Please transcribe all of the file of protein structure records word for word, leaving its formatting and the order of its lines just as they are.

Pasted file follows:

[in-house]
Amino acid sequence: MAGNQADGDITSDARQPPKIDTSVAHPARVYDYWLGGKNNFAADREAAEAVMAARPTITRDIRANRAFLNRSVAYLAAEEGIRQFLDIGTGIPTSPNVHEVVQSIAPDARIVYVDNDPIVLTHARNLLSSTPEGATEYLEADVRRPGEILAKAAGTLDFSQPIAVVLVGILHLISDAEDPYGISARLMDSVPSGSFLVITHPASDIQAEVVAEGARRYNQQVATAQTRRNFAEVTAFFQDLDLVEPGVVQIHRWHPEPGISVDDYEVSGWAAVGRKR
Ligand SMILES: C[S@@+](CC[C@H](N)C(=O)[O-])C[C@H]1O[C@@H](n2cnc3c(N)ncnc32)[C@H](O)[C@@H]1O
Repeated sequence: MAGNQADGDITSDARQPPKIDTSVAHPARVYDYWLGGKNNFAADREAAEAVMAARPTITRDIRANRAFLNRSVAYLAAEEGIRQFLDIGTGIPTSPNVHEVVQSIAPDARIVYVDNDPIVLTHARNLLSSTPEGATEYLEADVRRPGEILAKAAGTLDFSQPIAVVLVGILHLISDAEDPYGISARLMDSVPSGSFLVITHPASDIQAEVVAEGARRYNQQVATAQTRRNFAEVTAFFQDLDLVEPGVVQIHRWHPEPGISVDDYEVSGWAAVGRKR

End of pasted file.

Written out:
[in-house]
Amino acid sequence: MAGNQADGDITSDARQPPKIDTSVAHPARVYDYWLGGKNNFAADREAAEAVMAARPTITRDIRANRAFLNRSVAYLAAEEGIRQFLDIGTGIPTSPNVHEVVQSIAPDARIVYVDNDPIVLTHARNLLSSTPEGATEYLEADVRRPGEILAKAAGTLDFSQPIAVVLVGILHLISDAEDPYGISARLMDSVPSGSFLVITHPASDIQAEVVAEGARRYNQQVATAQTRRNFAEVTAFFQDLDLVEPGVVQIHRWHPEPGISVDDYEVSGWAAVGRKR
Ligand SMILES: C[S@@+](CC[C@H](N)C(=O)[O-])C[C@H]1O[C@@H](n2cnc3c(N)ncnc32)[C@H](O)[C@@H]1O
Repeated sequence: MAGNQADGDITSDARQPPKIDTSVAHPARVYDYWLGGKNNFAADREAAEAVMAARPTITRDIRANRAFLNRSVAYLAAEEGIRQFLDIGTGIPTSPNVHEVVQSIAPDARIVYVDNDPIVLTHARNLLSSTPEGATEYLEADVRRPGEILAKAAGTLDFSQPIAVVLVGILHLISDAEDPYGISARLMDSVPSGSFLVITHPASDIQAEVVAEGARRYNQQVATAQTRRNFAEVTAFFQDLDLVEPGVVQIHRWHPEPGISVDDYEVSGWAAVGRKR